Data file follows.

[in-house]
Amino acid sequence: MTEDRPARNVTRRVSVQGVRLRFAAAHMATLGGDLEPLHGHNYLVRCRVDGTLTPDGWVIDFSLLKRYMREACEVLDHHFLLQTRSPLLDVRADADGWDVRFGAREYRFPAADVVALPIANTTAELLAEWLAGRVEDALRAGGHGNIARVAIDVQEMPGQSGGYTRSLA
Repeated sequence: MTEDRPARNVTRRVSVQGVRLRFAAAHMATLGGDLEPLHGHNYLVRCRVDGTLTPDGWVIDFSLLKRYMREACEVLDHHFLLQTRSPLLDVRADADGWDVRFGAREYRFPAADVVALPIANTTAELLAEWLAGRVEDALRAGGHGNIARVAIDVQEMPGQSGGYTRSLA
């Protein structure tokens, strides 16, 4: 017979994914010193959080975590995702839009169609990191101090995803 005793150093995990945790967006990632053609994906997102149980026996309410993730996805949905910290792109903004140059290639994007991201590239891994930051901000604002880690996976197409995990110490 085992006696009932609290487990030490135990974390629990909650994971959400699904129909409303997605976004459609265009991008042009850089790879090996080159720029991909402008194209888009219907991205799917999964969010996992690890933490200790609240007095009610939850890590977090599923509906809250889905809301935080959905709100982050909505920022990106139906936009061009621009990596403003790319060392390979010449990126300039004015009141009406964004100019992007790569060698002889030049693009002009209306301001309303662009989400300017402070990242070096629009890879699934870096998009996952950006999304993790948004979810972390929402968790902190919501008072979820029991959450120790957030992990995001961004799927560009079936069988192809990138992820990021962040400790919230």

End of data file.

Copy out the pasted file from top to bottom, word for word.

[in-house]
Amino acid sequence: MTEDRPARNVTRRVSVQGVRLRFAAAHMATLGGDLEPLHGHNYLVRCRVDGTLTPDGWVIDFSLLKRYMREACEVLDHHFLLQTRSPLLDVRADADGWDVRFGAREYRFPAADVVALPIANTTAELLAEWLAGRVEDALRAGGHGNIARVAIDVQEMPGQSGGYTRSLA
Repeated sequence: MTEDRPARNVTRRVSVQGVRLRFAAAHMATLGGDLEPLHGHNYLVRCRVDGTLTPDGWVIDFSLLKRYMREACEVLDHHFLLQTRSPLLDVRADADGWDVRFGAREYRFPAADVVALPIANTTAELLAEWLAGRVEDALRAGGHGNIARVAIDVQEMPGQSGGYTRSLA
């Protein structure tokens, strides 16, 4: 017979994914010193959080975590995702839009169609990191101090995803 005793150093995990945790967006990632053609994906997102149980026996309410993730996805949905910290792109903004140059290639994007991201590239891994930051901000604002880690996976197409995990110490 085992006696009932609290487990030490135990974390629990909650994971959400699904129909409303997605976004459609265009991008042009850089790879090996080159720029991909402008194209888009219907991205799917999964969010996992690890933490200790609240007095009610939850890590977090599923509906809250889905809301935080959905709100982050909505920022990106139906936009061009621009990596403003790319060392390979010449990126300039004015009141009406964004100019992007790569060698002889030049693009002009209306301001309303662009989400300017402070990242070096629009890879699934870096998009996952950006999304993790948004979810972390929402968790902190919501008072979820029991959450120790957030992990995001961004799927560009079936069988192809990138992820990021962040400790919230």